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Xbox chief: 'We're years away from 8K being standard in video games'

08 Oct 2020 | Rasmus Larsen |

Xbox Series X supports 8K but don't expect 8K gaming to be a thing this console generation, Xbox chief Phil Spencer says in an interview with Wired. But 120fps is "absolutely there for people to use".

Aspirational technology

It made headlines when Sony and Microsoft confirmed that PlayStation 5 and Xbox Series X will support 8K output – in part because of HDMI 2.1. Ever since, both companies have remained mostly mum on the matter. And now Xbox chief Phil Spencer tries to quell expectations. - "I think 8K is aspirational technology," Spencer said in an interview with Wired. "The display capabilities of devices are not really there yet. I think we’re years away from 8K being – if it ever is – standard in video games."

Xbox Series X marketing

Xbox Series X supports 8K but don't expect games to run in 8K

120fps is "there for people to use"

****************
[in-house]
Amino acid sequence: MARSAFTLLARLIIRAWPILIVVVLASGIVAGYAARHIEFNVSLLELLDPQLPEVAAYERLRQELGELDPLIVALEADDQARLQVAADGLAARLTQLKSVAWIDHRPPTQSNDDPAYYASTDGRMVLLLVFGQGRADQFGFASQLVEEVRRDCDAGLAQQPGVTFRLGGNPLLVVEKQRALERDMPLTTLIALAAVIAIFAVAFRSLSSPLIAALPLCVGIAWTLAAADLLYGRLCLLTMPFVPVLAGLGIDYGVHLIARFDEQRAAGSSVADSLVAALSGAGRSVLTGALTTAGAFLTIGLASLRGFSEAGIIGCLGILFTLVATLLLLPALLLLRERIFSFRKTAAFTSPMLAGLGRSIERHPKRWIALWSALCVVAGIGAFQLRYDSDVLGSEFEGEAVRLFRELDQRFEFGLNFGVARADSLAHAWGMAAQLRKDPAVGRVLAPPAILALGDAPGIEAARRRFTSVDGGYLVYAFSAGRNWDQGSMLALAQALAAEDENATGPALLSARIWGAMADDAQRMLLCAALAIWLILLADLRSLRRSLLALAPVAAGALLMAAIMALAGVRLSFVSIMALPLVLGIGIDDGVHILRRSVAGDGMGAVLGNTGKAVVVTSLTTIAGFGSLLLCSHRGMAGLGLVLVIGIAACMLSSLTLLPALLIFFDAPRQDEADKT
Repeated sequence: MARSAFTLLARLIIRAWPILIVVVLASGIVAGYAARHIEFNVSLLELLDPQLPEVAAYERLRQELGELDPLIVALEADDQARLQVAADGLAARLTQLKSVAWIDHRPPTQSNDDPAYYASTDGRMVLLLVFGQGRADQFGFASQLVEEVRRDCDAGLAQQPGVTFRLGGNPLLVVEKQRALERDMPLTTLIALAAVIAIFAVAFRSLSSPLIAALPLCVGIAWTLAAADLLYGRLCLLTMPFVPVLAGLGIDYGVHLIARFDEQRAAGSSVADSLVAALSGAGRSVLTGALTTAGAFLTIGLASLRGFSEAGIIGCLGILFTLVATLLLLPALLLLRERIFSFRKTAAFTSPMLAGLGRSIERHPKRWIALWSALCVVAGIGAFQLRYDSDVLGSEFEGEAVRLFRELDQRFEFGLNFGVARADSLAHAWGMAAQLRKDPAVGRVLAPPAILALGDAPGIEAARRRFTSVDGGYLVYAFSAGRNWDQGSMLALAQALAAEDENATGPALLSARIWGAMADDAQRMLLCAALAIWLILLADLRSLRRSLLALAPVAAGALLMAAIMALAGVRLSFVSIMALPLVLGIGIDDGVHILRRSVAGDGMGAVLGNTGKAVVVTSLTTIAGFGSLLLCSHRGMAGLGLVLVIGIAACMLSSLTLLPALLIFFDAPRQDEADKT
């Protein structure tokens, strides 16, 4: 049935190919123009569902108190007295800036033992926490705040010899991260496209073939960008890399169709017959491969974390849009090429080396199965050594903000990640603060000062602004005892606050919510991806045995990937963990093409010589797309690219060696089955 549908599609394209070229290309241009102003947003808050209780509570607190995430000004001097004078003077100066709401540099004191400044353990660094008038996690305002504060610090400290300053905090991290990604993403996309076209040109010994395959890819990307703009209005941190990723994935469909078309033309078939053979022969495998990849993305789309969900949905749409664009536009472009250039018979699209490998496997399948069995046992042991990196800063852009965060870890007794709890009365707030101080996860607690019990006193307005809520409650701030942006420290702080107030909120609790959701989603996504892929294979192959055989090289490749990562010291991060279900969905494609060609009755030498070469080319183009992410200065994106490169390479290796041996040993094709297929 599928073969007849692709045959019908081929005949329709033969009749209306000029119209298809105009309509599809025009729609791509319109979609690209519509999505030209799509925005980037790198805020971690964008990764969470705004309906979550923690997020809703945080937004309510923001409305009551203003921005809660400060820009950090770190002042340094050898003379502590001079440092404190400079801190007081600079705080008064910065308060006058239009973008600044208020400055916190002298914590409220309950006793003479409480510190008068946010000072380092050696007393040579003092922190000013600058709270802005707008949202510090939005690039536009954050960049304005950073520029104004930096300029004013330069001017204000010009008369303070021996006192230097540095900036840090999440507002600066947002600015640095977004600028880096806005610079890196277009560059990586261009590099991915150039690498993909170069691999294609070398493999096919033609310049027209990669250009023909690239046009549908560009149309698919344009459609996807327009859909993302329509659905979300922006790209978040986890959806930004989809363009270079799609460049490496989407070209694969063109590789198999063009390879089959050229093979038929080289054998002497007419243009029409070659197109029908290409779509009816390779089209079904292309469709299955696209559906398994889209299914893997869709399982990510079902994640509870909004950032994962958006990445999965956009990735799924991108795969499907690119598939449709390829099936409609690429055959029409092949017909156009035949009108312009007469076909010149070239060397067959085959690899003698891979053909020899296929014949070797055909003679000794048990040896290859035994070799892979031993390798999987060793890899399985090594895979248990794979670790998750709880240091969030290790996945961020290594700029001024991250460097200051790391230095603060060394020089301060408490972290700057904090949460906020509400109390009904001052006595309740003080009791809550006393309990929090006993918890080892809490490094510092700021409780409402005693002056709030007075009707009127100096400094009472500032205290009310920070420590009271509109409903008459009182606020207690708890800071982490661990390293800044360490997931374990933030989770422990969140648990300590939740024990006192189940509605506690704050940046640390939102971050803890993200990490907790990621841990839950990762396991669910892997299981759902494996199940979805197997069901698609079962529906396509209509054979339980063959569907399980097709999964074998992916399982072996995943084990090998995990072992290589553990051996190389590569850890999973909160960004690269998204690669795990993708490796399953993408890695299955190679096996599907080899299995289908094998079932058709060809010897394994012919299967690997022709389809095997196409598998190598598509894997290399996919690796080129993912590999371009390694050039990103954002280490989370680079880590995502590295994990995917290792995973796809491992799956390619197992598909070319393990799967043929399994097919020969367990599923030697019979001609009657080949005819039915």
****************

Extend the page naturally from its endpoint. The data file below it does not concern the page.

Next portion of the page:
He added that 120fps on the other hand is "absolutely there for people to use" but without associating it with any specific resolution. Next-gen consoles support 4K120 (4K at 120 fps) – and VRR – but so far we have spotted only one game confirmed to run at 4K120. And it's not a next-gen game. If you think of it in terms of raw bandwidth 4K120 comes before 8K, at least at any decent frame rate. 4K120 equals 8K30 in terms of bandwidth (7680×4320×30 = 3840×2160×120 = 995,328,000). 8K60 is double the bandwidth. Also read: What PS5 & Xbox Series X mean for your next TV It is not surprising but it is more bad news for the 8K ecosystem and those TV makers who have positioned 8K as the next big breakthrough in the industry. Besides mostly homemade videos on YouTube, there is a dearth of content in 8K, with no signs of the situation improving anytime soon. The Xbox chief also commented on ray-tracing in games, agreeing that the technology has not made a big impact in PC games so far. Perhaps next-gen game consoles can help bring to light the benefits on true HDR displays. - "When I think about games where ray-tracing has had a dramatic impact on my experience as a player, it’s kind of spotty," Spencer said. The full interview with Wired can be found here.

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